Despite her stoic exterior, her actions reveal a profound spiritual preparation for the afterlife, emphasising the significance of faith and devotion in shaping her character until the very end.

Q2: Describe the appearance of the protagonist’s grandmother in “The Portrait of a Lady” by Khushwant Singh.

A2: The protagonist’s grandmother in “The Portrait of a Lady” by Khushwant Singh is depicted as an elderly woman with a distinct physical appearance. She is described as short, fat, and slightly bent, with a face crisscrossed by wrinkles. 

Despite her advanced age, she maintains a pristine appearance, often wearing spotless white attire. Her silver locks are scattered untidily over her pale, puckered face, and she is often seen with one hand resting on her waist to balance her stoop while the other tells the beads of her rosary. 

Though lacking conventional beauty, her demeanour exudes a sense of inner tranquillity and dignity, likened to the serene landscape of winter mountains, which evokes peace and contentment.

Q3: What were some of the activities the grandmother and the protagonist used to do together before they moved to the city?

A3: Before they move to the city, the grandmother and the protagonist engage in various activities together. The grandmother would wake the protagonist up in the mornings and prepare him for school while reciting her prayers. 

They would then go to the village school attached to the temple, where the grandmother would sit inside reading scriptures while the protagonist attended classes. After school, they would walk back home together, feeding stale chapattis to the village dogs. 

The grandmother’s presence was constant during these routines, fostering a close bond between her and the protagonist as they shared moments of daily life and religious observance in the village community.

Q4: How did the grandmother react when the protagonist started learning English and music?

A4: When the protagonist starts learning things like English and music, the grandmother reacts with discomfort and disapproval. She did not believe in the Western education imparted at the English school and was distressed by the absence of teachings about God and the scriptures. 

The introduction of music lessons particularly troubled her, as she associated music with lewdness and considered it inappropriate for cultured people. Though she did not voice her objections openly, her silence spoke volumes, indicating her deep-seated disapproval of the protagonist’s academic pursuits.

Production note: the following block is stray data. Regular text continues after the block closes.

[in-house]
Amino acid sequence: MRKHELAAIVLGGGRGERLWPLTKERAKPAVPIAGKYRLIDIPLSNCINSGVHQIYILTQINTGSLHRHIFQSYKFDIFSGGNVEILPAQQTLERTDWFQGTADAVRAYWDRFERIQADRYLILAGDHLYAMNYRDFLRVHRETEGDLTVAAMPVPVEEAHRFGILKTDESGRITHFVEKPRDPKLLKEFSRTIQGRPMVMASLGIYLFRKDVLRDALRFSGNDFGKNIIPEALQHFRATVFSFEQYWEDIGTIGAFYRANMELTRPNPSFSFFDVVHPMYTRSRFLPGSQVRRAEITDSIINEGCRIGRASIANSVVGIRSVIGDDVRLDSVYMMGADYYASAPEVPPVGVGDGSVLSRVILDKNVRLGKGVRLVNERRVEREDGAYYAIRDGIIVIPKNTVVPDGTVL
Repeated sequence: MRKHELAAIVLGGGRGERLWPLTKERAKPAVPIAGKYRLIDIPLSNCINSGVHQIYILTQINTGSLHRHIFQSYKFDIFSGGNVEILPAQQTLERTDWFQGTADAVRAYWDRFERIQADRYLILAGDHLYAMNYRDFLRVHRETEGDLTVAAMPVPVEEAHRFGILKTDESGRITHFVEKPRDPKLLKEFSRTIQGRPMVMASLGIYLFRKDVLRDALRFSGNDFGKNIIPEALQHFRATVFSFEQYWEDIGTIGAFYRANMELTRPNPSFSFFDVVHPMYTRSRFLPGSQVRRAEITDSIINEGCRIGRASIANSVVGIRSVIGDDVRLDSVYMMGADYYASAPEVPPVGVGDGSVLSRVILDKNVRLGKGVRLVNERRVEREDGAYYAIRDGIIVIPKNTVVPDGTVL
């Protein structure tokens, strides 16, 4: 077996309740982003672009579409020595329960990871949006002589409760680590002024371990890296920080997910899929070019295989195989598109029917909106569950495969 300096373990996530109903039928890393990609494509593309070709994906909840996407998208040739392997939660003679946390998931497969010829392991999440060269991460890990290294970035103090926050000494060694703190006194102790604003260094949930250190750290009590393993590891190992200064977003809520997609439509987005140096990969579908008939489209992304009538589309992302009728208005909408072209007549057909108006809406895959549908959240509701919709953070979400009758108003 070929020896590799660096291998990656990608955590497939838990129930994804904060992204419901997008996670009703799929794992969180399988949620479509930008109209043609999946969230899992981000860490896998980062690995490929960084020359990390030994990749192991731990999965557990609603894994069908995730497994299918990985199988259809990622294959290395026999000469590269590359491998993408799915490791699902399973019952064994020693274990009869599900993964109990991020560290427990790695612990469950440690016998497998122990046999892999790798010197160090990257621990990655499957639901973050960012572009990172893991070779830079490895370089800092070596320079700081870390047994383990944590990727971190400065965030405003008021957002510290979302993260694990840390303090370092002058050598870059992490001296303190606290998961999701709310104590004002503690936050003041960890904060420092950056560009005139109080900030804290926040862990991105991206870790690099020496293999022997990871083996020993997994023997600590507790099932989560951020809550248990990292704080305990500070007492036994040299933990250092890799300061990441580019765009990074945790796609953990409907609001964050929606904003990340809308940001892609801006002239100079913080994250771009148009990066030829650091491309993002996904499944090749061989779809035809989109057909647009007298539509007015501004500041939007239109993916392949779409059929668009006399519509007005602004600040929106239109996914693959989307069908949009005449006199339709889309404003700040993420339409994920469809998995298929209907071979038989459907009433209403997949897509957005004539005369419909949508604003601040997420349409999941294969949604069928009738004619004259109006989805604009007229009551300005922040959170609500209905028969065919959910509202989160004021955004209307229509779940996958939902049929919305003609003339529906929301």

This reaction highlighted the grandmother’s adherence to traditional values and reluctance to embrace changes that challenged her beliefs and cultural norms.

Q5: Describe the grandmother’s behaviour on the protagonist’s first day back home after five years abroad.

A5: On the protagonist’s first day back home after five years abroad, the grandmother’s behaviour remained consistent with her usual demeanour. She did not display overt excitement or sentimentality upon the protagonist’s return. 

Instead, she greeted him calmly and composedly, embracing him silently while reciting her prayers. Throughout the day, she maintained her routine activities, including feeding the sparrows in the courtyard, albeit with a slightly longer duration and more playful interactions with the birds. 

Even though the family reunion was an important event, the grandmother’s main priority was her religious beliefs and daily routines. This showed her dedication to keeping a disciplined lifestyle, regardless of any changes happening around her.

Q6: What did the grandmother attribute her illness to, and why did she stop talking to her family?

A6: The grandmother attributed her illness to a perceived omission in her religious duties. She believed that since she had missed her prayers only a few hours before what she considered the end of her life, her illness signalled the imminent closure of her existence. 

Consequently, she ceased communication with her family as she approached her final moments. This decision stemmed from her unwavering dedication to her spiritual beliefs and rituals. 

By prioritising prayer and solitude over verbal interactions, she sought to focus solely on her spiritual preparation for the afterlife, considering any earthly conversations or distractions as inconsequential in the face of her imminent departure from the mortal realm.

MCQ “The Portrait of a Lady”: